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- Are You Smarter Than Your Refrigerator? The 12-Year Kitchen
Are You Smarter Than Your Refrigerator? The 12-Year Kitchen
We are so close to finished I can almost taste the ice. It’s been more than seven months since this project began, and although conventional wisdom is that it’s smart to do a kitchen in the summer, when you can barbecue, hot weather without a freezer handy can be a challenge. Even as we moved into autumn, I think what I missed the most was the tinkle of ice cubes in a glass.
But now… oh, now things are about to change. Twenty-eight cubic feet of sheer joy await us in our new fridge. It’s got variable temperature-controlled vegetable and meat compartments, adjustable shelves in both the main fridge and the doors, and an in-door ice and water dispenser that takes up almost no space inside. It has a bottom freezer below the French door refrigerator, with tilting door, adjustable divider, and extra ice bucket for storage when I’m in the “ultra-ice” mode.
It also has a 60-plus-page owner’s manual, replete with the usual warnings of what could go wrong (I promise I won’t stick my fingers up the ice crusher or let my children crawl into the freezer drawer) along with instructions on how to power down this majestic piece of equipment when we’re on vacation. (Vacation? We’ve spent so much on this project there won’t be a vacation any time soon!)
I happily skipped over the installation instructions, glad that our delivery guy and our contractor had taken care of all that. But learning to live with it will be a bit like getting used to a new laptop—gratifying in the end, but completely mystifying in the beginning.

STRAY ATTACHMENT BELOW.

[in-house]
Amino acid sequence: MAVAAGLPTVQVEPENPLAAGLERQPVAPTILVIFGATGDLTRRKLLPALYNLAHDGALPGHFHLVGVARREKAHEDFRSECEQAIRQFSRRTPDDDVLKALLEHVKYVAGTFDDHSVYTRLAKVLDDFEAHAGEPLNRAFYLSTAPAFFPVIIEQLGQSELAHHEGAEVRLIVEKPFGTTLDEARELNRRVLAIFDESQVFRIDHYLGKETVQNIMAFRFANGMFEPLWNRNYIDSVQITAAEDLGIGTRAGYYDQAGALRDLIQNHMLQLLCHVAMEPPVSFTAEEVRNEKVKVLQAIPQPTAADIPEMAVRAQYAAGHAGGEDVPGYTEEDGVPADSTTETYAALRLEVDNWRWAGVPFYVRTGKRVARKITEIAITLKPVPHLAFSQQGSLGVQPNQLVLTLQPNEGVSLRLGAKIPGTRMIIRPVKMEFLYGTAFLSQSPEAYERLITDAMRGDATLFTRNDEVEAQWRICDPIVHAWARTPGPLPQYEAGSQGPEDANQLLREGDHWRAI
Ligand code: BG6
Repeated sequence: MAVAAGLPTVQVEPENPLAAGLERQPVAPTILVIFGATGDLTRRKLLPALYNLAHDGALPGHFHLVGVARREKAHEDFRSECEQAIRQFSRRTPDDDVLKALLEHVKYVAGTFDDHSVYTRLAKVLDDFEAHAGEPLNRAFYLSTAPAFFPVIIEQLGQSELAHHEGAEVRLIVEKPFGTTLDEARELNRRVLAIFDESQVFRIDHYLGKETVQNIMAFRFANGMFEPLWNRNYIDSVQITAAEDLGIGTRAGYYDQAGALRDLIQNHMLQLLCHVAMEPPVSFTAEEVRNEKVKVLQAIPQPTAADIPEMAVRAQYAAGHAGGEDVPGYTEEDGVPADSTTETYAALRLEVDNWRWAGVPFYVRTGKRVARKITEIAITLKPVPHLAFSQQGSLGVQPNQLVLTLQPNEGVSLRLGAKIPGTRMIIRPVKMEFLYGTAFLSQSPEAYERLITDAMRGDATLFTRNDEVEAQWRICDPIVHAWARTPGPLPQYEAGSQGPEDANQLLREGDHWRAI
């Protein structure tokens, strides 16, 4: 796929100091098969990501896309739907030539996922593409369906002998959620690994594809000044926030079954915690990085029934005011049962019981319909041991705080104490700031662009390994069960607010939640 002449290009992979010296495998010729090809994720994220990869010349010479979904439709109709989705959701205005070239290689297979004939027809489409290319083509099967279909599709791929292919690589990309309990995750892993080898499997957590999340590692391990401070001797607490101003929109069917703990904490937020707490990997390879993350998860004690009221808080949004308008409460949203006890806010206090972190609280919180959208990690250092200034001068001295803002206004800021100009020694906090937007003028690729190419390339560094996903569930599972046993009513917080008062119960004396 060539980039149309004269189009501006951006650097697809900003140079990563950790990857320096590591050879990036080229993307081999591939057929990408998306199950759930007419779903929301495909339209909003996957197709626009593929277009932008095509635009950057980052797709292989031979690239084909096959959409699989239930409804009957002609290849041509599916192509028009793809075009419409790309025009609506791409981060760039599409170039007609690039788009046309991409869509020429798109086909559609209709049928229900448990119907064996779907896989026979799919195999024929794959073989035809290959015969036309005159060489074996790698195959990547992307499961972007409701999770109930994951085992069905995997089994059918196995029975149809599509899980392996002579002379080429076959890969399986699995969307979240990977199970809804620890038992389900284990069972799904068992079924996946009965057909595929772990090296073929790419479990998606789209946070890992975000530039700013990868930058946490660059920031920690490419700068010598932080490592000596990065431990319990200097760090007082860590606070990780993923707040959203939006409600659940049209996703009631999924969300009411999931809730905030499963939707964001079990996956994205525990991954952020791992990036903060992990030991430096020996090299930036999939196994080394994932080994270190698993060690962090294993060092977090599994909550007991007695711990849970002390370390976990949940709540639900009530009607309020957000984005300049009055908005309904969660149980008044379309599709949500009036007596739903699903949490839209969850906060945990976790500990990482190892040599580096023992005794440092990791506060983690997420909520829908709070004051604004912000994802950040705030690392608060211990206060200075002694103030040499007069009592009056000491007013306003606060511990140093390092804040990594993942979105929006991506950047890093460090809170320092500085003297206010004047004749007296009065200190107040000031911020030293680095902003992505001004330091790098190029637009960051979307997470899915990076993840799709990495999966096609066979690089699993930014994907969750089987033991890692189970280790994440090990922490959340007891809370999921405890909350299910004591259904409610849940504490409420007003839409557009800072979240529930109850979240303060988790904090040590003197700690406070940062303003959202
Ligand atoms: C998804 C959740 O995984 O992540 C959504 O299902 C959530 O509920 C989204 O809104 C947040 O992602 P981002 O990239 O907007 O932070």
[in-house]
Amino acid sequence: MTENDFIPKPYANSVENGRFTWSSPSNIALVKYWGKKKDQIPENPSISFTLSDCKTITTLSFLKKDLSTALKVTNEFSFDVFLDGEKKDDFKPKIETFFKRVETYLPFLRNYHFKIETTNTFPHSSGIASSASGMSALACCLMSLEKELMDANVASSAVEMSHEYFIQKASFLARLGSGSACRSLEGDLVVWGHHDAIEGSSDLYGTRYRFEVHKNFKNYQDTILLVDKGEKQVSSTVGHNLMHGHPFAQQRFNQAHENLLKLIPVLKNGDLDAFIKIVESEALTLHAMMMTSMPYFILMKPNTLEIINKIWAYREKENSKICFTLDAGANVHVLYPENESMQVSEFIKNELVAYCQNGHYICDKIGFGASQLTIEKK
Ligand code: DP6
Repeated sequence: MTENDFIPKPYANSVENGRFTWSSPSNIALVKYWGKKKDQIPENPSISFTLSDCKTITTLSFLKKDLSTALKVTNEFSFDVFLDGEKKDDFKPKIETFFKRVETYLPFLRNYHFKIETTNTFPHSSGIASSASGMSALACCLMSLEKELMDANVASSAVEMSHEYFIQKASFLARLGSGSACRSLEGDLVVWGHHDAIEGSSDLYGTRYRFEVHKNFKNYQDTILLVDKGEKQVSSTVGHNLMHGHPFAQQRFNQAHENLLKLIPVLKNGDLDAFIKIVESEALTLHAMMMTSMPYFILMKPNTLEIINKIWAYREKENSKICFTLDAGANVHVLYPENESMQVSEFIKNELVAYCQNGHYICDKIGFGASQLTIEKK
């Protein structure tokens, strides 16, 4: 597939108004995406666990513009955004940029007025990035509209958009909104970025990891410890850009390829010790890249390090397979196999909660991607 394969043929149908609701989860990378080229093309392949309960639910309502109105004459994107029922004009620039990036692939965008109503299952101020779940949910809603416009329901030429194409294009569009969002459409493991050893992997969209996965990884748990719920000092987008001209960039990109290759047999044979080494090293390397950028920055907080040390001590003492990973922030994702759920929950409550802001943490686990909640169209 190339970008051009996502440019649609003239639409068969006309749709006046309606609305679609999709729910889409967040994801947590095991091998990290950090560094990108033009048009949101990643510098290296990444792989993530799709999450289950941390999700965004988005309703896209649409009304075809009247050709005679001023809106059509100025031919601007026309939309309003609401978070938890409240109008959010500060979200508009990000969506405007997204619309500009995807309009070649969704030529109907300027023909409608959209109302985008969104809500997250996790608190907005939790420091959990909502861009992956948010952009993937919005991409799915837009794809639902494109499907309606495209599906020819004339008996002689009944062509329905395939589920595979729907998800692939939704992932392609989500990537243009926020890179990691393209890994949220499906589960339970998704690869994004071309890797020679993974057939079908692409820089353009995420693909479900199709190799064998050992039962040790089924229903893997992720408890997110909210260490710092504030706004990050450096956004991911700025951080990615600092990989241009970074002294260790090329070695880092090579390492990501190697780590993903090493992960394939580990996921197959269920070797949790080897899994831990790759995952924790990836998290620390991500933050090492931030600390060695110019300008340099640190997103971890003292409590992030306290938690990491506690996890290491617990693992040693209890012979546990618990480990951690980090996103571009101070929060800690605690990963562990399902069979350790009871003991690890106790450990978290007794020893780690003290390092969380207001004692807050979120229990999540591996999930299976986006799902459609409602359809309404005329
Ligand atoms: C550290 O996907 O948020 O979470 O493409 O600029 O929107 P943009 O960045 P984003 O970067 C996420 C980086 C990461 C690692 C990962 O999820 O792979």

Our beautiful new refrigerator is a Kenmore Elite, with a slim ice- and water-dispenser in the door. We were planning to skip the in-door option, since they generally cost you a lot of space in the left-hand door. But the Kenmore’s slim design takes very little away from inside storage, and still provides the convenience of ice and cold water without opening the door. (Once we get the kids to stop playing with it, that will surely save on energy.)
The bottom freezer begs the question: why did we ever have freezers on the top? It makes so much more sense to have everyday items at eye level, with frozen foods down under. The freezer is so capacious we’ll probably be able to unplug our basement freezer chest—we won’t have any overflow with this big baby in the kitchen.
The electronic panel in the door stopped us, well, cold—at least at first. Surely this was not lit up and working in the showroom—neither one of us actually remembered ever seeing it before. A calendar feature, freshness tips, memo/notes mode, and of course cube/crushed ice options— this beauty can do almost as much as my smart phone can do. (If only it would synch with Outlook I’d be in heaven!)
But even better than my phone—this fridge can chill the bubbly in anticipation of that day (soon, really really really soon) that this will all be over. And oh, man, will that cold drink taste terrific!
Next: Make Room for Mud
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